For you constitutional-law scholars out there with casebooks to update, you may soon have an addition to the growing chapter of cases called “It Sucks To Be You.” The facts of Pottawattamie County v. McGhee, the case the Supreme Court hears today, are spectacularly awful. But they may also prove spectacularly immaterial. In the Roberts Court era, “It Sucks To Be You” is a booming industry: Instances of shocking constitutional wrongs that cannot be corrected by constitutional courts.
In 1977, two young African-Americans—Terry Harrington and Curtis McGhee—were arrested for the murder of John Schweer, a retired police officer in Council Bluffs, Iowa. They served 25 years in prison until it was revealed that police detectives and the prosecutors in the case may have set them up. Among other things, the prosecutors, Dave Richter and his assistant Joseph Hrvol, failed to turn over evidence showing that their initial suspect, Charles Gates, had been seen with a shotgun by other witnesses at the crime scene and failed a polygraph test. Instead, the prosecutor and cops relied on the testimony of Kevin Hughes, a 16-year-old accused of stealing a car. The police promised to help him with his various criminal charges, and possibly offered him a $5,000 reward, for his assistance with the Schweer investigation.
Hughes’ helpfulness evidently knew no bounds. It ranged from naming all sorts of culprits with solid alibis to changing his recollections about the murder weapon until it fit the crime. Hughes eventually settled on Harrington and McGhee as the murderers and testified against them at trial. Police knew Hughes’ story was fishy. Nevertheless, both defendants were sentenced to life in prison. Some 25 years later, after the misconduct was uncovered, the Iowa Supreme Court overturned both convictions, and the men were freed.
Harrington and McGhee sued state officials under 42 U.S.C.§ 1983, which provides for civil suit against “[e]very person who, under color of any statute, ordinance, regulation, custom, or usage, of any State or Territory, subjects, or causes to be subjected, any citizen of the United States … to the deprivation of any rights, privileges, or immunities secured by the Constitution and laws.” The question today is whether the two prosecutors are entitled to absolute immunity from such suit.
The Supreme Court has held that while cops have only limited immunity from lawsuits, prosecutors enjoy what’s known as absolute immunity for their conduct under most circumstances. (Otherwise every conviction would end in a lawsuit.) But Harrington and McGhee claim that a prosecutor’s immunity should not extend to helping the police long before the trial, by, say, collecting false statements and coerced testimony. The district court denied immunity to the prosecutors, and the 8th Circuit agreed that they were not absolutely immune for the misconduct that happened before the trial.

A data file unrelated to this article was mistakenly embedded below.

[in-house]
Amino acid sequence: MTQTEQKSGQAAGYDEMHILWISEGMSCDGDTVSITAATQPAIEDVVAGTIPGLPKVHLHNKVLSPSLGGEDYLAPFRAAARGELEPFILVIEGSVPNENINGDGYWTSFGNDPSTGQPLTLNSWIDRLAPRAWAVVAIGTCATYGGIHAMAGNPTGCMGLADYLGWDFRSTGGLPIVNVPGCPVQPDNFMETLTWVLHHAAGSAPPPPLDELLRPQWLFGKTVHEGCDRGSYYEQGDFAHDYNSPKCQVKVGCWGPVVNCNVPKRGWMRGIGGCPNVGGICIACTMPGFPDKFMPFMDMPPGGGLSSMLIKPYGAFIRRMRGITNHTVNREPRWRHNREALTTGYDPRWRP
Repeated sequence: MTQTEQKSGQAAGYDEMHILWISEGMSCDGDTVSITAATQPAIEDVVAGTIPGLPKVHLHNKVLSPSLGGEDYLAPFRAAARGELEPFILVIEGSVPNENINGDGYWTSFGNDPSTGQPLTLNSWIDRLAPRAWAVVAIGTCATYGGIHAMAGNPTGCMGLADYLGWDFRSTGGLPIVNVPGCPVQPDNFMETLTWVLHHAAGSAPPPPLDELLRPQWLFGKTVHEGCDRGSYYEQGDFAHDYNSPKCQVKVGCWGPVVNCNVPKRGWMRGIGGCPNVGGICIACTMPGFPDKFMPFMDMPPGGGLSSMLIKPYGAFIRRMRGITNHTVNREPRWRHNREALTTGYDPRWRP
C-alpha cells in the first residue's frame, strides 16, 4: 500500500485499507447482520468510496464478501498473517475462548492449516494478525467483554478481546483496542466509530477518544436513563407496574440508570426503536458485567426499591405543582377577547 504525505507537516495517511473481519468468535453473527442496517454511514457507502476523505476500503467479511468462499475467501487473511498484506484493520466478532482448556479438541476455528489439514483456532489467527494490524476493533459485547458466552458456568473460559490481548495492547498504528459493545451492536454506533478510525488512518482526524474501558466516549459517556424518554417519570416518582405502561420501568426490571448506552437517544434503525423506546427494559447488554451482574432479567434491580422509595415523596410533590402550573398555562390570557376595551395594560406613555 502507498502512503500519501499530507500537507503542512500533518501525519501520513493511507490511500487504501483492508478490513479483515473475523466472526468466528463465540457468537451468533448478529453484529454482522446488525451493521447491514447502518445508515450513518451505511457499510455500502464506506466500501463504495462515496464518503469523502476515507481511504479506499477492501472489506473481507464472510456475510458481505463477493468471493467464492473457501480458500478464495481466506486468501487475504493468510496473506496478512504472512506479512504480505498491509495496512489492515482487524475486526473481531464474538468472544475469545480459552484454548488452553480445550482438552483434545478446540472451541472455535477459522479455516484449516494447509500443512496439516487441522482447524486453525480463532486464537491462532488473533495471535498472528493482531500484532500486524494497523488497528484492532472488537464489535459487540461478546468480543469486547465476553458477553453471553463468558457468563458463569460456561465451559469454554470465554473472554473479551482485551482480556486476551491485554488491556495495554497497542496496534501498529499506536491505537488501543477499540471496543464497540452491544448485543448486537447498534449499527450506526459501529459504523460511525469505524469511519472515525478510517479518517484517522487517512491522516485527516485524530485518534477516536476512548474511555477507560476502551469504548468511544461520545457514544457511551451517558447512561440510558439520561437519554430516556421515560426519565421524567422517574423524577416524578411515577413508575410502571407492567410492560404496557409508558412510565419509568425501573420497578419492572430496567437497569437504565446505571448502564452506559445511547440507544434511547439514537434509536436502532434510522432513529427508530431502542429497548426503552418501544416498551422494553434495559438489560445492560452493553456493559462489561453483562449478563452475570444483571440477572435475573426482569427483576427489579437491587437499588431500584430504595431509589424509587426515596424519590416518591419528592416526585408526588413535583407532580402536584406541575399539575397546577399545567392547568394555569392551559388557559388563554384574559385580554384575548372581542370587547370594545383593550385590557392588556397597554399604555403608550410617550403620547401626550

Stephen Sanders, an associate at Mayer Brown, represents the two prosecutors this morning. He garners—by my count—five questions that begin with the phrase “that makes no sense” or something to that effect. Unfortunately for Sanders, the most important iteration of this phrase comes from Justice Anthony Kennedy, whose vote generally tends to be decisive in the whole “Sucks To Be You” class of cases. It is Kennedy who interrupts him to ask whether the court was merely “wasting our time” or “just spinning our wheels” in a 1990 case that gave prosecutors immunity for misconduct if its fruits were not introduced at trial. Kennedy and Justice Antonin Scalia also get Sanders to concede that if a police officer passed along fabricated evidence or another prosecutor— one not involved in the trial—did so, that conduct would not be immune from suit.
Kennedy looks annoyed. “So the law is, the more deeply you’re involved in the wrong, the more likely you are to be immune? That’s a strange proposition.”
Adds Justice Ruth Bader Ginsburg: “It’s strange to say a prosecutor who wasn’t involved in the trial would have liability, but as long as the prosecutor turns the investigatory material over to himself, there’s absolute immunity.”
Sanders explains that fabricated evidence itself doesn’t constitute a constitutional violation because that can happen only when it’s introduced at trial. Justice Sonia Sotomayor—sporting earrings the size of small saucepans today—cuts him off. “But that makes no sense, because neither a police officer nor a different prosecutor who fabricated evidence would be liable,” if the constitutional violation only happens at trial.
Ginsburg can’t understand how the prosecutor cannot be said to have caused the original constitutional violation: “If this fabrication had not occurred, there never would have been any trial.”